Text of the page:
Lincoln turned 5 while we were in Italy on April 20th. Since the kids were on one of 5 million vacations during this time, his birthday party was scheduled for May 13th. I had absolutely no idea what to expect or what I was permitted to do. The cultural and language barriers has made navigating the world of children a bit challenging for me. However, to my delight (sort of), I could bring in bake goods from home. Lincoln requested robot and Frozen themed cake pops (obviously).
Just for a bit of background on Lincoln’s class, there are 22 students ranging in age from 4-7 (he was one of the youngest) and one teacher. Here, kindergarten starts when the children are as young as 4.5 and is for two years before they transition to 1st grade. School is from 8am-11:50am. For the children in their second year of Kindergarten, on Tuesdays and Thursdays, they go home for lunch, and then school resumes at 1:30 and goes until 3:30.
The spoken language in our Kanton (think State or Region) is Swiss German and High German (regular old German). In schools Swiss German is spoken until they reach 1st grade where the mandatory language becomes High German. As a result, a High German speaking teachers is brought in on Wednesdays to teach the Kindergartener’s so they are prepared for 1st grade which is when formal learning begins.
Every morning the children have free play time from 8-8:30am, then they gather around for circle time. This is when the hour long birthday ritual is commenced. I am told it is a Swiss tradition that each classroom have some sort of structured ritual for birthdays, but that the ritual itself its completely up to the teacher. For Lincoln’s class, the theme is centered around an underwater German story called Der Kleine Wassermann – The Small Waterman.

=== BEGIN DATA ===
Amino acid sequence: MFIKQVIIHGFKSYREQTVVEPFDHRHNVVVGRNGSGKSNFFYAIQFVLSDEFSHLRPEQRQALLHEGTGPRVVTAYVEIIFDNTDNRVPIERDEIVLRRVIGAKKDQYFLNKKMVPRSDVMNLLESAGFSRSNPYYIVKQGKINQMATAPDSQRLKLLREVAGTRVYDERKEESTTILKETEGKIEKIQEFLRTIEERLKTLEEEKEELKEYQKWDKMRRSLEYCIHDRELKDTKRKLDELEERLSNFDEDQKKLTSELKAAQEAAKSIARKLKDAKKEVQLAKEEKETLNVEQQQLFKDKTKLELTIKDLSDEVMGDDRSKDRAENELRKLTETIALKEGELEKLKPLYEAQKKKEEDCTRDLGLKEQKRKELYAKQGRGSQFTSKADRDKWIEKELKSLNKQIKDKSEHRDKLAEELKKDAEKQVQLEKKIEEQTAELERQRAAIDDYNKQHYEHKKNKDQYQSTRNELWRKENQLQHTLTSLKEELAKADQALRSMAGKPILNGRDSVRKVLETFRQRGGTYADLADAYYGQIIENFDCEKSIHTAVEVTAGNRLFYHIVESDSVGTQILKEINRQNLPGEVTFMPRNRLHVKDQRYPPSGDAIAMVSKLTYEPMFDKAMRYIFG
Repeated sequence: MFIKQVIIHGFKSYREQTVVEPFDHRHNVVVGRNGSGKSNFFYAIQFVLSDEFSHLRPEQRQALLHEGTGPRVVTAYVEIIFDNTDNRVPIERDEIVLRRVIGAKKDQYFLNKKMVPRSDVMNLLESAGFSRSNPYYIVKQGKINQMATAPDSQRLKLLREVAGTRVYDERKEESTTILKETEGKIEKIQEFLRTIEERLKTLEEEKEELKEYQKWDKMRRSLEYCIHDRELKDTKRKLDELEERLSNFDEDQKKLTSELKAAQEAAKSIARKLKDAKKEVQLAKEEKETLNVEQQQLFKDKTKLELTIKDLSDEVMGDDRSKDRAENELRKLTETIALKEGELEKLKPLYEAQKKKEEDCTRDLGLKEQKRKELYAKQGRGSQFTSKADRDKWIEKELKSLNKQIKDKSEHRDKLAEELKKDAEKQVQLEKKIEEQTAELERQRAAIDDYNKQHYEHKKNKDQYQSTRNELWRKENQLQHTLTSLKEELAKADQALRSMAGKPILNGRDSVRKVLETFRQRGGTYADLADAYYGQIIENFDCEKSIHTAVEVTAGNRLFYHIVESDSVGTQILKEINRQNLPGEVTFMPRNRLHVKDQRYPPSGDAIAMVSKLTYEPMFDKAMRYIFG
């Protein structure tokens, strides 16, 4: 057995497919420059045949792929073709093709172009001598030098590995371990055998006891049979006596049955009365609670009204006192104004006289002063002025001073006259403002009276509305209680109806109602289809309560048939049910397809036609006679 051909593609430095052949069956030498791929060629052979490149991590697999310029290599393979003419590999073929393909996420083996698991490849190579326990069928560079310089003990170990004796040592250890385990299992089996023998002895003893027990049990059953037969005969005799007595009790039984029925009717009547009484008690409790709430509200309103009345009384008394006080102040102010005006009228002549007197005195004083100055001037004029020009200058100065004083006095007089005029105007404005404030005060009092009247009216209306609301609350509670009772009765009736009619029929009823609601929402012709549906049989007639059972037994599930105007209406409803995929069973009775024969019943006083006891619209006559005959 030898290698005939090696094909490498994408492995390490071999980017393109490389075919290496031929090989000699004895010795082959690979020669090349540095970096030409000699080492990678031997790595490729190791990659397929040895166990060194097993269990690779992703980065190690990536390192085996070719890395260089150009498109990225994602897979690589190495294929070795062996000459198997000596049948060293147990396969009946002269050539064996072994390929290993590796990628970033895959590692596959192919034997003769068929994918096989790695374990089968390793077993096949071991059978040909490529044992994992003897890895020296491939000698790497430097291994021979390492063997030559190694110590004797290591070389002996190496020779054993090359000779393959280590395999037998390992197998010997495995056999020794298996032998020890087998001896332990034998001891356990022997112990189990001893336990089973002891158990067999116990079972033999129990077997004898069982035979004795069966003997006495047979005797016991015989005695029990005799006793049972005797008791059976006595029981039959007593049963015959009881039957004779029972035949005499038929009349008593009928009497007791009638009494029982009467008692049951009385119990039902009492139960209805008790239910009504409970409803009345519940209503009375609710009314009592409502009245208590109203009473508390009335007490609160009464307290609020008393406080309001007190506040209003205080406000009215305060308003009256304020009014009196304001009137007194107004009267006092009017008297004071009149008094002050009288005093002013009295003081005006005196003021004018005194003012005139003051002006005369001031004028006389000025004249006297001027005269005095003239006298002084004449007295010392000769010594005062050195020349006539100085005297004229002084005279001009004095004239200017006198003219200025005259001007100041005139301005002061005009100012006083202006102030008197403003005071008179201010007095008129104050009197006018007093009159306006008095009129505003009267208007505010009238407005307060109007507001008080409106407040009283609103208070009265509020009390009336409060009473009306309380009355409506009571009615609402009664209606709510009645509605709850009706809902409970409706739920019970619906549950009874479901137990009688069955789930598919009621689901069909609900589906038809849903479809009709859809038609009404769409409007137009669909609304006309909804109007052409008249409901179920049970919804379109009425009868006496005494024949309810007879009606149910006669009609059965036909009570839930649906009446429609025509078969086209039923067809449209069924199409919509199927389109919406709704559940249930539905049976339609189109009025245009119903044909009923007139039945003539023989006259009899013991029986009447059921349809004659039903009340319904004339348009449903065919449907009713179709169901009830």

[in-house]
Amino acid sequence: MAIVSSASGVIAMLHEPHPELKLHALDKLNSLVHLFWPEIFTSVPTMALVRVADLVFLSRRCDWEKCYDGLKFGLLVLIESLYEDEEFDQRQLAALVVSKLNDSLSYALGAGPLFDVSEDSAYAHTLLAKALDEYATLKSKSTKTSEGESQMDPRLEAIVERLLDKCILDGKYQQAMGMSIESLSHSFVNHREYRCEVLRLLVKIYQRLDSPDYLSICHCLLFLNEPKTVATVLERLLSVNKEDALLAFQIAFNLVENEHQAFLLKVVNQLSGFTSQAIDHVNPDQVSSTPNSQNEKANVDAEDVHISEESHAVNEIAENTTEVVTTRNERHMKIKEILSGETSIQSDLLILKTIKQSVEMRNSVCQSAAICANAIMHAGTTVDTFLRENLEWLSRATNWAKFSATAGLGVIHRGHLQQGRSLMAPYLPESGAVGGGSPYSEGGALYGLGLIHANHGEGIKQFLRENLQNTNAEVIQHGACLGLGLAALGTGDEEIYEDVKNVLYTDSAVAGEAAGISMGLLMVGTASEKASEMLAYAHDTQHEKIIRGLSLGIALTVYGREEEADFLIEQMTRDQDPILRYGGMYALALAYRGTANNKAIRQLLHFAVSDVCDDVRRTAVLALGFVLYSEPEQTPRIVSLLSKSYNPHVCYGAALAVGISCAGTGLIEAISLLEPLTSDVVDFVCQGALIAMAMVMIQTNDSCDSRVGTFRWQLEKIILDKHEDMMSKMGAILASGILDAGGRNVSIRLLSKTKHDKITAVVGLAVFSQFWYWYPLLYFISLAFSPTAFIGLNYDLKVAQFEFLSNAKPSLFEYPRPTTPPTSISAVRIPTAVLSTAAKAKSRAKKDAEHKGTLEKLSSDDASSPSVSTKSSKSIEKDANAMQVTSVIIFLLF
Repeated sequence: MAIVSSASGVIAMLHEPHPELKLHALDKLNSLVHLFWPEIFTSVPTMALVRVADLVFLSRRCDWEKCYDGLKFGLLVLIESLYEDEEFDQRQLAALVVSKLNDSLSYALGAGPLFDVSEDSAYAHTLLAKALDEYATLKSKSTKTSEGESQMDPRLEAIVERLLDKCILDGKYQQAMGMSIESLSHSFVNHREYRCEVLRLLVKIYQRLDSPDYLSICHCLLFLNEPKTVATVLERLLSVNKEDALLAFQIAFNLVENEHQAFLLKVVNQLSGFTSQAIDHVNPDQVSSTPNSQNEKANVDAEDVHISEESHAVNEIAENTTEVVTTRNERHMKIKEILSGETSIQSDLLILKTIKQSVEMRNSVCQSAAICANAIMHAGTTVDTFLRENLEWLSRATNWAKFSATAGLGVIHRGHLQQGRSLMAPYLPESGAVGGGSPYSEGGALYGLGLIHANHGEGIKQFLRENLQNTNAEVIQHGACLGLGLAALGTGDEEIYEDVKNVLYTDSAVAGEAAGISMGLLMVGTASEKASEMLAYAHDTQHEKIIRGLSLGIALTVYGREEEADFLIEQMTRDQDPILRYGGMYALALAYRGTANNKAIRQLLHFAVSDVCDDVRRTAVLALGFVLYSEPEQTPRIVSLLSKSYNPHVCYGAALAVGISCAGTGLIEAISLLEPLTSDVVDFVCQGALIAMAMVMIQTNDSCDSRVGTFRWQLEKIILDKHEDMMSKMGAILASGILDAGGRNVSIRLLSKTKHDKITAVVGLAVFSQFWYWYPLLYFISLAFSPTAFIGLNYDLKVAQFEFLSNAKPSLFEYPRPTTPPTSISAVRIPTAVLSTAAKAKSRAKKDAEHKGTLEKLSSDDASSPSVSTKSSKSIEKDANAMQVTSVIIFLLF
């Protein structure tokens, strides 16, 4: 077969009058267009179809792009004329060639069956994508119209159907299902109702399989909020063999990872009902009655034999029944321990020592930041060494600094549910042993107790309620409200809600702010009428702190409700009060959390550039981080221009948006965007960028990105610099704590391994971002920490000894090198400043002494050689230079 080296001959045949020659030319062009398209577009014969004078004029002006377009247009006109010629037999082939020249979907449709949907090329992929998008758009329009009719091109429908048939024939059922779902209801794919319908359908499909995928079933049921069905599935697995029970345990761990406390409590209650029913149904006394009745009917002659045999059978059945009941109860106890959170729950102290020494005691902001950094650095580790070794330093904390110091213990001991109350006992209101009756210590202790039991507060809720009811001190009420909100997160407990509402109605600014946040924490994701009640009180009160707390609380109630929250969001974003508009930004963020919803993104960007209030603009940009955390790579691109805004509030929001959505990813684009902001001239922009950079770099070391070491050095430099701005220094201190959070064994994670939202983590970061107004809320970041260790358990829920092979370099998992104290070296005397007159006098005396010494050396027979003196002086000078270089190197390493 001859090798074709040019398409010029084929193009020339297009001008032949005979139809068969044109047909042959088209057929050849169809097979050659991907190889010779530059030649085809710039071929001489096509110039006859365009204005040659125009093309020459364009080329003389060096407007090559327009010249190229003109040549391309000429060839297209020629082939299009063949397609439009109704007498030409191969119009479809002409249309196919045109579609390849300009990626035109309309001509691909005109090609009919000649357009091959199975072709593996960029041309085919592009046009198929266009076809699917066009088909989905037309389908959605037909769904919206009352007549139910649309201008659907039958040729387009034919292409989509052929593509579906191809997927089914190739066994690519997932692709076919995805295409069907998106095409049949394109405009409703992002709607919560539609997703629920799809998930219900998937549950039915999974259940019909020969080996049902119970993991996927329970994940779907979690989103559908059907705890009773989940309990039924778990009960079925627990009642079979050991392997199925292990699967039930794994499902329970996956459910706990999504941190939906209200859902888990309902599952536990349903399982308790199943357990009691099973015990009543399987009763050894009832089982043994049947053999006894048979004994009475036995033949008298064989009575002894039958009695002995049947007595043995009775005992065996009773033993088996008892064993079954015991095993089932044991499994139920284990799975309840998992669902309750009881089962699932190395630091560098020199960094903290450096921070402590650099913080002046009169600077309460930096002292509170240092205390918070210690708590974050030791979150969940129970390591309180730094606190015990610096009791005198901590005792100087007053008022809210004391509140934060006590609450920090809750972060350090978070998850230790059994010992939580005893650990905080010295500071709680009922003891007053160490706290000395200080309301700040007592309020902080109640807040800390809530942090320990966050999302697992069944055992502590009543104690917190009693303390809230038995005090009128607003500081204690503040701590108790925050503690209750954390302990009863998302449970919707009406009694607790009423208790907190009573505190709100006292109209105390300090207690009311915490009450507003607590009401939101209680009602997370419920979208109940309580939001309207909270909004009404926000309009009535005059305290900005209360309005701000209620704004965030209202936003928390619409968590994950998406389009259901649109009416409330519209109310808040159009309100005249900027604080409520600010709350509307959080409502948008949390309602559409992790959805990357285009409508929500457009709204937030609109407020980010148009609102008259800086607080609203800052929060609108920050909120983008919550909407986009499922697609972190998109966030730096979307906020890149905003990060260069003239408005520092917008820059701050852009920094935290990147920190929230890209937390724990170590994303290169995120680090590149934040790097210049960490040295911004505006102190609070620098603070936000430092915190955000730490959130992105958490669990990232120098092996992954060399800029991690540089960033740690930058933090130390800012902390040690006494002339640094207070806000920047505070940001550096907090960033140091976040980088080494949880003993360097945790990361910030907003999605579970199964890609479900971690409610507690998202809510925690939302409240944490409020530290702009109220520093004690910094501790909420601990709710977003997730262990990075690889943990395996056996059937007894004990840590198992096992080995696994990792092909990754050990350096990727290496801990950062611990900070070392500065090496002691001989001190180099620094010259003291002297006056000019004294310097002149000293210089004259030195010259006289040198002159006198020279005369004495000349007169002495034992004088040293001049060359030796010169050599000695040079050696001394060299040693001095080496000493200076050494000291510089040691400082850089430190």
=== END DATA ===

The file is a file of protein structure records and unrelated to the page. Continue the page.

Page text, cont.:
The birthday boy is asked to chose a helper, and they leave the room to get the birthday child dressed as the main character in the story. Meanwhile, the teacher gets out a large seashell, a table with floating candles, a large box of matches (and I mean like a foot long), a container of gold fish, a box of pearls and opens a large plastic clam shell and puts pillows inside. All the students line up with a large decorated fishing net and hold it up over their heads. When the birthday boy is ready, the class sings happy birthday (for Lincoln they did it in English) as the birthday boy and his helper walk under the fishing net and assume their positions in/next to the clam shell.
Then the story begins and was interjected with group song, and use of the accessories that Lincoln had in front of him. At one point, he was asked to strike a match and light the 5 floating candles. Then later in the story, he walked around and handed out two goldfish for each child to eat. Somewhere along the way he was asked to hold up the seashell to his ear and listen for the ocean, and finally, each student was handed a pearl and asked to make a wish.
Once the story ready was over, the students all went out side and lined up on benches. Lincoln was asked to call up students one at a time to pick out a cake pop. In true Swiss fashion (more on that in another blog post), any child that “stepped out of line” had to immediately put back their cake pop and wait for their name to be called again. Lincoln without fail called up the boys first, the majority of which had to give up their first choice cake pop. Interestingly, this resulted in many girls getting their first choice of cakepop – the robot and left many unhappy boys with a blue sparkly Frozen one instead.